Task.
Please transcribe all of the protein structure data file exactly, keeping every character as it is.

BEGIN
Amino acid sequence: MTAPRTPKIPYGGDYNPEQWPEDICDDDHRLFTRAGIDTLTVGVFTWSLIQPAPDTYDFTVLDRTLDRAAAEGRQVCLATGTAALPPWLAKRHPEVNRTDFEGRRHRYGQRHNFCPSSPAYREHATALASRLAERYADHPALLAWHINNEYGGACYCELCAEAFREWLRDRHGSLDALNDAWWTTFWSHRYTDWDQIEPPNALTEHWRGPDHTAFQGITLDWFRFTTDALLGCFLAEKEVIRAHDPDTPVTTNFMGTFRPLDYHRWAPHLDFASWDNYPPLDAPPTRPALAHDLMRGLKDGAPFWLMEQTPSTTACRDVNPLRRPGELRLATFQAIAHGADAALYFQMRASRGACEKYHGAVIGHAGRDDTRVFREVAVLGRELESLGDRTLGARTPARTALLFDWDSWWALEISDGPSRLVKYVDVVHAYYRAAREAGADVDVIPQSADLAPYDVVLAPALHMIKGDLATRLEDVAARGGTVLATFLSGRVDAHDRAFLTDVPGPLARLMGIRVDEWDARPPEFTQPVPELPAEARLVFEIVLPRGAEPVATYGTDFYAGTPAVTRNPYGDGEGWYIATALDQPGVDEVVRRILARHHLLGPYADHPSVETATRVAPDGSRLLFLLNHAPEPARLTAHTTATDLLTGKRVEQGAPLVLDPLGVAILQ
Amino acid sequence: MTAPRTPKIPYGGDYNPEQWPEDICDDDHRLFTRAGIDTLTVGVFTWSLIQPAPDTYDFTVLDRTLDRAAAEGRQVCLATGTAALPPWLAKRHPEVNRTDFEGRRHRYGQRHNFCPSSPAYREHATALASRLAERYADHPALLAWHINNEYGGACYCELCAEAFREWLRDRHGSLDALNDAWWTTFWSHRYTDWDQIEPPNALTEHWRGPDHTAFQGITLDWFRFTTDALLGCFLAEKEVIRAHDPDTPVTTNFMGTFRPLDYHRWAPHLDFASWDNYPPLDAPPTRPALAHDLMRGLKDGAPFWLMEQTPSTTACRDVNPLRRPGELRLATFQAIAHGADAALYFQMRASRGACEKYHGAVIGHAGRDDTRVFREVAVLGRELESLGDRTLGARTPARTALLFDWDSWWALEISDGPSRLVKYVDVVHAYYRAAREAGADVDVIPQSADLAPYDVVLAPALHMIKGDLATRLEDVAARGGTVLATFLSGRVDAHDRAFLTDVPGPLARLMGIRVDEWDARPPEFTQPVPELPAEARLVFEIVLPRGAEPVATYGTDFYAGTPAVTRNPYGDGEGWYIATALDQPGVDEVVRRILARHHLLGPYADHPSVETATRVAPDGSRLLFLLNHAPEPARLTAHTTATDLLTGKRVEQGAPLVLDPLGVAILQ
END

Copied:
Amino acid sequence: MTAPRTPKIPYGGDYNPEQWPEDICDDDHRLFTRAGIDTLTVGVFTWSLIQPAPDTYDFTVLDRTLDRAAAEGRQVCLATGTAALPPWLAKRHPEVNRTDFEGRRHRYGQRHNFCPSSPAYREHATALASRLAERYADHPALLAWHINNEYGGACYCELCAEAFREWLRDRHGSLDALNDAWWTTFWSHRYTDWDQIEPPNALTEHWRGPDHTAFQGITLDWFRFTTDALLGCFLAEKEVIRAHDPDTPVTTNFMGTFRPLDYHRWAPHLDFASWDNYPPLDAPPTRPALAHDLMRGLKDGAPFWLMEQTPSTTACRDVNPLRRPGELRLATFQAIAHGADAALYFQMRASRGACEKYHGAVIGHAGRDDTRVFREVAVLGRELESLGDRTLGARTPARTALLFDWDSWWALEISDGPSRLVKYVDVVHAYYRAAREAGADVDVIPQSADLAPYDVVLAPALHMIKGDLATRLEDVAARGGTVLATFLSGRVDAHDRAFLTDVPGPLARLMGIRVDEWDARPPEFTQPVPELPAEARLVFEIVLPRGAEPVATYGTDFYAGTPAVTRNPYGDGEGWYIATALDQPGVDEVVRRILARHHLLGPYADHPSVETATRVAPDGSRLLFLLNHAPEPARLTAHTTATDLLTGKRVEQGAPLVLDPLGVAILQ
Amino acid sequence: MTAPRTPKIPYGGDYNPEQWPEDICDDDHRLFTRAGIDTLTVGVFTWSLIQPAPDTYDFTVLDRTLDRAAAEGRQVCLATGTAALPPWLAKRHPEVNRTDFEGRRHRYGQRHNFCPSSPAYREHATALASRLAERYADHPALLAWHINNEYGGACYCELCAEAFREWLRDRHGSLDALNDAWWTTFWSHRYTDWDQIEPPNALTEHWRGPDHTAFQGITLDWFRFTTDALLGCFLAEKEVIRAHDPDTPVTTNFMGTFRPLDYHRWAPHLDFASWDNYPPLDAPPTRPALAHDLMRGLKDGAPFWLMEQTPSTTACRDVNPLRRPGELRLATFQAIAHGADAALYFQMRASRGACEKYHGAVIGHAGRDDTRVFREVAVLGRELESLGDRTLGARTPARTALLFDWDSWWALEISDGPSRLVKYVDVVHAYYRAAREAGADVDVIPQSADLAPYDVVLAPALHMIKGDLATRLEDVAARGGTVLATFLSGRVDAHDRAFLTDVPGPLARLMGIRVDEWDARPPEFTQPVPELPAEARLVFEIVLPRGAEPVATYGTDFYAGTPAVTRNPYGDGEGWYIATALDQPGVDEVVRRILARHHLLGPYADHPSVETATRVAPDGSRLLFLLNHAPEPARLTAHTTATDLLTGKRVEQGAPLVLDPLGVAILQ